A Wonder Lake man whose 2013 sexual abuse trial ended with a hung jury was sentenced to probation last week after pleading guilty to charges filed in that case and another, which prosecutors filed in 2018.
David Kimble, 53, pleaded guilty on Sept. 2 to two separate counts of aggravated criminal sexual abuse – one from the 2013 case and one from 2018.
McHenry County Judge Michael Coppedge accepted the plea and sentenced Kimble to four years of probation and 180 days in the county jail. Kimble also must receive sex offender treatment as a condition of his sentence, court records show.
The 2013 case against Kimble went back and forth between Illinois’ higher courts before the Illinois Supreme Court ruled that Kimble could be tried again on multiple aggravated criminal sexual abuse charges.
By that time, McHenry County prosecutors already had filed charges in connection with separate allegations that were nearly a decade old. Kimble’s attorney Matthew Haiduk said on Wednesday that prosecutors couldn’t prove the charges and that he didn’t “trust the state to get it right.”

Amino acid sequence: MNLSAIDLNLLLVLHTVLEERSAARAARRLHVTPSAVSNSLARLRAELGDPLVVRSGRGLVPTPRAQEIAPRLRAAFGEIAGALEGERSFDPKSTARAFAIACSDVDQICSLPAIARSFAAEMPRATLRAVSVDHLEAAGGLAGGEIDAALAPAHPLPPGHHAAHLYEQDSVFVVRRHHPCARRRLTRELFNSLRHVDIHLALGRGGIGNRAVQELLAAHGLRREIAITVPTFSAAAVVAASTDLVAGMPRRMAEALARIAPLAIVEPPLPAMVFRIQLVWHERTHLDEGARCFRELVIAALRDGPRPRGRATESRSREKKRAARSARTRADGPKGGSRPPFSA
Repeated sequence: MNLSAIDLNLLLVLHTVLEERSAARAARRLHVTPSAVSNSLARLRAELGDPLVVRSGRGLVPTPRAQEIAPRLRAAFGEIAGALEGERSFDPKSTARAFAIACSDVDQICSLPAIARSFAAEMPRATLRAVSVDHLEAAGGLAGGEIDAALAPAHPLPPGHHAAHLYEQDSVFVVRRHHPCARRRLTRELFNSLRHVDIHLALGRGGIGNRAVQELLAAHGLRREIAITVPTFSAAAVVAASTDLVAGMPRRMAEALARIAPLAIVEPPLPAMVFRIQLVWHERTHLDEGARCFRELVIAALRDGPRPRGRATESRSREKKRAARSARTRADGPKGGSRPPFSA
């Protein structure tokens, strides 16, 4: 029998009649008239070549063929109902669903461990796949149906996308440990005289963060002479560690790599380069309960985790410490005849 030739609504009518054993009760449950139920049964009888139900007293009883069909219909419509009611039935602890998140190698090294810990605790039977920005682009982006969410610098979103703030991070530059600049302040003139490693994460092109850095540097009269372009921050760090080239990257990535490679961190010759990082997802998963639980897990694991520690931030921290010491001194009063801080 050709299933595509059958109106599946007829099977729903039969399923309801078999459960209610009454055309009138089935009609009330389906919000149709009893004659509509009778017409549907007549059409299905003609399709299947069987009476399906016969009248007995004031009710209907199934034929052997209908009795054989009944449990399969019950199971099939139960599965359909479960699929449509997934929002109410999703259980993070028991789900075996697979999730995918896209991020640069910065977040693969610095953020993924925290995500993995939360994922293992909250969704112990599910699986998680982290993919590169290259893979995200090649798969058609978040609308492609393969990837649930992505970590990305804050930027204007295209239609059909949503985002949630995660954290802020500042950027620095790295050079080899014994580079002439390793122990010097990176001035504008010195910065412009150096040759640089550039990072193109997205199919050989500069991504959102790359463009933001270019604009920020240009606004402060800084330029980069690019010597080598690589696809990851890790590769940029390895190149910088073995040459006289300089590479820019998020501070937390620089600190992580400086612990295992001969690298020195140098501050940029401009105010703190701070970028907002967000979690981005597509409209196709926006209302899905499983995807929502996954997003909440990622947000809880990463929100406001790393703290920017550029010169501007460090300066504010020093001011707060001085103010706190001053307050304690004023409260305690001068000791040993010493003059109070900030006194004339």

“This was a plea of convenience,” Haiduk said. “These charges are preposterous.”
Kimble’s trial on 2013 sex abuse charges left jurors at an impasse, prompting now-retired McHenry County Judge Sharon Prather to declare a mistrial. When Kimble’s lawyer moved to dismiss the charges, claiming his client didn’t consent to a mistrial, the Illinois Appellate court determined that a retrial would be a violation of Kimble’s rights.
The Illinois Supreme Court went on to rule in 2019, however, that Kimble could be retried in the 2013 case. Two justices – Anne Burke and Scott Neville – filed dissenting opinions, claiming that retrying Kimble on the same charges would constitute double jeopardy.
By the time the Supreme Court’s ruling came down, McHenry County prosecutors had opened a new case against Kimble, alleging that he made inappropriate contact with a child in 2011.
Kimble also was accused of failing to surrender his state firearm owner’s identification card while free on bond when the 2013 charges were pending against him.
Those charges were dismissed on Sept. 2 as part of Kimble’s plea deal.